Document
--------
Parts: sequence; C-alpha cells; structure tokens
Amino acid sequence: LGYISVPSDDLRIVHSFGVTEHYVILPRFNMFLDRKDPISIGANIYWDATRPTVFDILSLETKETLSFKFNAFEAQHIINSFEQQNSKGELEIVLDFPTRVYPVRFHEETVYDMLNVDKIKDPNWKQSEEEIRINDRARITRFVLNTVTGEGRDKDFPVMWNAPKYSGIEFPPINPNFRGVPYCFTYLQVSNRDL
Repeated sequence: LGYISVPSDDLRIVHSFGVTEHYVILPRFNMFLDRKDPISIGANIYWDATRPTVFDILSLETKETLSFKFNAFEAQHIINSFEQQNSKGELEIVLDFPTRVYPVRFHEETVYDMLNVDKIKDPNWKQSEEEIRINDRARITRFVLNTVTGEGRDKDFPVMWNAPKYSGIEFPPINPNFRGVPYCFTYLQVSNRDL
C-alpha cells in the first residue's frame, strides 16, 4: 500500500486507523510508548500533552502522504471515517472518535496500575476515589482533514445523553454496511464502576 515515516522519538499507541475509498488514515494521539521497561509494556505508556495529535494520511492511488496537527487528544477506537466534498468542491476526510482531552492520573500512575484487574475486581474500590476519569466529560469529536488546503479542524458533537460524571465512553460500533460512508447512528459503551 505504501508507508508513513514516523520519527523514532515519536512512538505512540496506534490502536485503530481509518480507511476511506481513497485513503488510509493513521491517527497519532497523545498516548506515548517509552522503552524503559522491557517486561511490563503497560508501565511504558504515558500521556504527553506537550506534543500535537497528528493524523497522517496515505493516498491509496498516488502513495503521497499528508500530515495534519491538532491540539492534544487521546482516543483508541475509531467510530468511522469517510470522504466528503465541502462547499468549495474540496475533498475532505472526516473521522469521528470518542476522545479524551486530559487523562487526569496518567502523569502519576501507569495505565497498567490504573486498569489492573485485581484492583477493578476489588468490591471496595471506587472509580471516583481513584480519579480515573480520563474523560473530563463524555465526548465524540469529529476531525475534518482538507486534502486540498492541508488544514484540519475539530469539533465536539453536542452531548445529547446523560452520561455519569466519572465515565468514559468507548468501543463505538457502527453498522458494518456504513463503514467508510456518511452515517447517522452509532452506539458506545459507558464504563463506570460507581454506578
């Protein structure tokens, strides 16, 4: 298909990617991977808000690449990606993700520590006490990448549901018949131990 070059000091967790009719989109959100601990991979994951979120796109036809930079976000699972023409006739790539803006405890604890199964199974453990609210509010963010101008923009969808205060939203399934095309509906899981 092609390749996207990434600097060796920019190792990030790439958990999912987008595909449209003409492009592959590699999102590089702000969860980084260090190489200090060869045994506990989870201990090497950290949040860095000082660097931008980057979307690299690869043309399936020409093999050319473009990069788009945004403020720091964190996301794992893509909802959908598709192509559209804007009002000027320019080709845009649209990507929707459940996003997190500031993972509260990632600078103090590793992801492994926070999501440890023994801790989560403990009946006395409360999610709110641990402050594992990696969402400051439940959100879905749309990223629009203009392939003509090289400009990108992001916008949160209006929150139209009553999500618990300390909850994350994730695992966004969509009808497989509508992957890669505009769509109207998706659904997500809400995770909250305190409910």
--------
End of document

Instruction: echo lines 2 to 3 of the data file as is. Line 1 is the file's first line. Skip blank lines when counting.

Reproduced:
Amino acid sequence: LGYISVPSDDLRIVHSFGVTEHYVILPRFNMFLDRKDPISIGANIYWDATRPTVFDILSLETKETLSFKFNAFEAQHIINSFEQQNSKGELEIVLDFPTRVYPVRFHEETVYDMLNVDKIKDPNWKQSEEEIRINDRARITRFVLNTVTGEGRDKDFPVMWNAPKYSGIEFPPINPNFRGVPYCFTYLQVSNRDL
Repeated sequence: LGYISVPSDDLRIVHSFGVTEHYVILPRFNMFLDRKDPISIGANIYWDATRPTVFDILSLETKETLSFKFNAFEAQHIINSFEQQNSKGELEIVLDFPTRVYPVRFHEETVYDMLNVDKIKDPNWKQSEEEIRINDRARITRFVLNTVTGEGRDKDFPVMWNAPKYSGIEFPPINPNFRGVPYCFTYLQVSNRDL